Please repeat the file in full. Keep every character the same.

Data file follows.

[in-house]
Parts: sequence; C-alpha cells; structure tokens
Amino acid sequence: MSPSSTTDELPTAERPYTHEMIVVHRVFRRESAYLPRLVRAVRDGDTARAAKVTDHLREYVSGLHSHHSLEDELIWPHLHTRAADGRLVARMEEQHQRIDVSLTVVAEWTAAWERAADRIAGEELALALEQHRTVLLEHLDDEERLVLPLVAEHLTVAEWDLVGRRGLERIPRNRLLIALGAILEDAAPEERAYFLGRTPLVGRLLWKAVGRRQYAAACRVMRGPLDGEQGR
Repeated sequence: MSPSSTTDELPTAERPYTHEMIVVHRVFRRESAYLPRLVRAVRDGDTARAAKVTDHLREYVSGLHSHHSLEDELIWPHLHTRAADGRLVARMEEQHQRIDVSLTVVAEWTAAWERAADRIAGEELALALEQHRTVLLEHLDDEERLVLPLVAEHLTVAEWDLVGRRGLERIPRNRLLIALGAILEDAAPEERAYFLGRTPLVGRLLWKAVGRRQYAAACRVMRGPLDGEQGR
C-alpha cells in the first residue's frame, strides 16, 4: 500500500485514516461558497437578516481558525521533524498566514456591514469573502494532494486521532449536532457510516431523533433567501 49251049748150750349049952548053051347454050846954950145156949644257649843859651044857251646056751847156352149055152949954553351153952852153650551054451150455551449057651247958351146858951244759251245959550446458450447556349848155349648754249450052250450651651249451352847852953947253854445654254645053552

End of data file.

[in-house]
Parts: sequence; C-alpha cells; structure tokens
Amino acid sequence: MSPSSTTDELPTAERPYTHEMIVVHRVFRRESAYLPRLVRAVRDGDTARAAKVTDHLREYVSGLHSHHSLEDELIWPHLHTRAADGRLVARMEEQHQRIDVSLTVVAEWTAAWERAADRIAGEELALALEQHRTVLLEHLDDEERLVLPLVAEHLTVAEWDLVGRRGLERIPRNRLLIALGAILEDAAPEERAYFLGRTPLVGRLLWKAVGRRQYAAACRVMRGPLDGEQGR
Repeated sequence: MSPSSTTDELPTAERPYTHEMIVVHRVFRRESAYLPRLVRAVRDGDTARAAKVTDHLREYVSGLHSHHSLEDELIWPHLHTRAADGRLVARMEEQHQRIDVSLTVVAEWTAAWERAADRIAGEELALALEQHRTVLLEHLDDEERLVLPLVAEHLTVAEWDLVGRRGLERIPRNRLLIALGAILEDAAPEERAYFLGRTPLVGRLLWKAVGRRQYAAACRVMRGPLDGEQGR
C-alpha cells in the first residue's frame, strides 16, 4: 500500500485514516461558497437578516481558525521533524498566514456591514469573502494532494486521532449536532457510516431523533433567501 49251049748150750349049952548053051347454050846954950145156949644257649843859651044857251646056751847156352149055152949954553351153952852153650551054451150455551449057651247958351146858951244759251245959550446458450447556349848155349648754249450052250450651651249451352847852953947253854445654254645053552